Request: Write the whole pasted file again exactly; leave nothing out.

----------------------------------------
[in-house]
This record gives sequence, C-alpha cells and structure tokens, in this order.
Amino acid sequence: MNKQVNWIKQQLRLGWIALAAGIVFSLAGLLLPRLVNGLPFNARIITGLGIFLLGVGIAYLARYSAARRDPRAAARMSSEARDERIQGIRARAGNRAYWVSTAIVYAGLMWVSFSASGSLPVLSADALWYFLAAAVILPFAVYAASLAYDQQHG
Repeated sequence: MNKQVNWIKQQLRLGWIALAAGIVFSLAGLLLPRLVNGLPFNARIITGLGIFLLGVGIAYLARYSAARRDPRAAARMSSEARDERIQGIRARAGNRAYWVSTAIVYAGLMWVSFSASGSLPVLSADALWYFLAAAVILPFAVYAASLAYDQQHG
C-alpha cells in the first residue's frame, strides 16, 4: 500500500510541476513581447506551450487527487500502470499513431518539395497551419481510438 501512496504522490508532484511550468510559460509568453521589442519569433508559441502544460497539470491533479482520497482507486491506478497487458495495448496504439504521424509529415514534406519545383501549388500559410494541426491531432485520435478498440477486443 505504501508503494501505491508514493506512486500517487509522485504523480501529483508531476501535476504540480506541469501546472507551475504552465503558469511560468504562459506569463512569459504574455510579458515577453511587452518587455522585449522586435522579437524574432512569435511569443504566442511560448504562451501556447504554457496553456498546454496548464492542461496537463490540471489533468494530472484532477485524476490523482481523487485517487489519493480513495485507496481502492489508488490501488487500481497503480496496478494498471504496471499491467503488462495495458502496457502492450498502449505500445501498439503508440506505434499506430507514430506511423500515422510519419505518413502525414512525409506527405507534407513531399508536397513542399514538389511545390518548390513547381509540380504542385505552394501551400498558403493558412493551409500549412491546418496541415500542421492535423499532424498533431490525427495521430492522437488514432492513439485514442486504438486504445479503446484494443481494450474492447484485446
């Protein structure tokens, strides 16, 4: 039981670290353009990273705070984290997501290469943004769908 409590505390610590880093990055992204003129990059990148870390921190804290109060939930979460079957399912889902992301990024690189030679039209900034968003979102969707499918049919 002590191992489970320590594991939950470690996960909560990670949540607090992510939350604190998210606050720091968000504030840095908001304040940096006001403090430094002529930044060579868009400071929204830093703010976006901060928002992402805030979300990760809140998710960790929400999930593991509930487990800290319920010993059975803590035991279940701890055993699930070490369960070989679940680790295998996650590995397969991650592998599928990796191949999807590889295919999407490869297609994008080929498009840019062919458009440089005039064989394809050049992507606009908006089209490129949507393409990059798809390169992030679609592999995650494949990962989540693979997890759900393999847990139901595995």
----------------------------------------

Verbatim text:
[in-house]
This record gives sequence, C-alpha cells and structure tokens, in this order.
Amino acid sequence: MNKQVNWIKQQLRLGWIALAAGIVFSLAGLLLPRLVNGLPFNARIITGLGIFLLGVGIAYLARYSAARRDPRAAARMSSEARDERIQGIRARAGNRAYWVSTAIVYAGLMWVSFSASGSLPVLSADALWYFLAAAVILPFAVYAASLAYDQQHG
Repeated sequence: MNKQVNWIKQQLRLGWIALAAGIVFSLAGLLLPRLVNGLPFNARIITGLGIFLLGVGIAYLARYSAARRDPRAAARMSSEARDERIQGIRARAGNRAYWVSTAIVYAGLMWVSFSASGSLPVLSADALWYFLAAAVILPFAVYAASLAYDQQHG
C-alpha cells in the first residue's frame, strides 16, 4: 500500500510541476513581447506551450487527487500502470499513431518539395497551419481510438 501512496504522490508532484511550468510559460509568453521589442519569433508559441502544460497539470491533479482520497482507486491506478497487458495495448496504439504521424509529415514534406519545383501549388500559410494541426491531432485520435478498440477486443 505504501508503494501505491508514493506512486500517487509522485504523480501529483508531476501535476504540480506541469501546472507551475504552465503558469511560468504562459506569463512569459504574455510579458515577453511587452518587455522585449522586435522579437524574432512569435511569443504566442511560448504562451501556447504554457496553456498546454496548464492542461496537463490540471489533468494530472484532477485524476490523482481523487485517487489519493480513495485507496481502492489508488490501488487500481497503480496496478494498471504496471499491467503488462495495458502496457502492450498502449505500445501498439503508440506505434499506430507514430506511423500515422510519419505518413502525414512525409506527405507534407513531399508536397513542399514538389511545390518548390513547381509540380504542385505552394501551400498558403493558412493551409500549412491546418496541415500542421492535423499532424498533431490525427495521430492522437488514432492513439485514442486504438486504445479503446484494443481494450474492447484485446
């Protein structure tokens, strides 16, 4: 039981670290353009990273705070984290997501290469943004769908 409590505390610590880093990055992204003129990059990148870390921190804290109060939930979460079957399912889902992301990024690189030679039209900034968003979102969707499918049919 002590191992489970320590594991939950470690996960909560990670949540607090992510939350604190998210606050720091968000504030840095908001304040940096006001403090430094002529930044060579868009400071929204830093703010976006901060928002992402805030979300990760809140998710960790929400999930593991509930487990800290319920010993059975803590035991279940701890055993699930070490369960070989679940680790295998996650590995397969991650592998599928990796191949999807590889295919999407490869297609994008080929498009840019062919458009440089005039064989394809050049992507606009908006089209490129949507393409990059798809390169992030679609592999995650494949990962989540693979997890759900393999847990139901595995």